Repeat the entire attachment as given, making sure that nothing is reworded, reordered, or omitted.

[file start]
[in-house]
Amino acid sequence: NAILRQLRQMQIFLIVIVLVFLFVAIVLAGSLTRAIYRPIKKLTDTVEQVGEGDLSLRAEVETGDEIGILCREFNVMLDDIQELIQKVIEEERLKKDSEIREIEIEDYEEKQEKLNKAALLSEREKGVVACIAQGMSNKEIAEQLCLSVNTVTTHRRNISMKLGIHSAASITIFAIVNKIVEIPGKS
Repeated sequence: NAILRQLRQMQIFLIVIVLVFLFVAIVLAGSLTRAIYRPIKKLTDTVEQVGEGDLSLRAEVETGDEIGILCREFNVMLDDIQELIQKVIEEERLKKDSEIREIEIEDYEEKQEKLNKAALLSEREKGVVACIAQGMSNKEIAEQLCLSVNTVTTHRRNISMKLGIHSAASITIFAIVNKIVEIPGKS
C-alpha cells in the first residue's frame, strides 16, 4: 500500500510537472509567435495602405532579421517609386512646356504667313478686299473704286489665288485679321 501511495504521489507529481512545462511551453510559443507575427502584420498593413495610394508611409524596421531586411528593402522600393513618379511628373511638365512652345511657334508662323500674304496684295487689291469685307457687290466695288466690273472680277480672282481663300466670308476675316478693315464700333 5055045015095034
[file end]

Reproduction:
[in-house]
Amino acid sequence: NAILRQLRQMQIFLIVIVLVFLFVAIVLAGSLTRAIYRPIKKLTDTVEQVGEGDLSLRAEVETGDEIGILCREFNVMLDDIQELIQKVIEEERLKKDSEIREIEIEDYEEKQEKLNKAALLSEREKGVVACIAQGMSNKEIAEQLCLSVNTVTTHRRNISMKLGIHSAASITIFAIVNKIVEIPGKS
Repeated sequence: NAILRQLRQMQIFLIVIVLVFLFVAIVLAGSLTRAIYRPIKKLTDTVEQVGEGDLSLRAEVETGDEIGILCREFNVMLDDIQELIQKVIEEERLKKDSEIREIEIEDYEEKQEKLNKAALLSEREKGVVACIAQGMSNKEIAEQLCLSVNTVTTHRRNISMKLGIHSAASITIFAIVNKIVEIPGKS
C-alpha cells in the first residue's frame, strides 16, 4: 500500500510537472509567435495602405532579421517609386512646356504667313478686299473704286489665288485679321 501511495504521489507529481512545462511551453510559443507575427502584420498593413495610394508611409524596421531586411528593402522600393513618379511628373511638365512652345511657334508662323500674304496684295487689291469685307457687290466695288466690273472680277480672282481663300466670308476675316478693315464700333 5055045015095034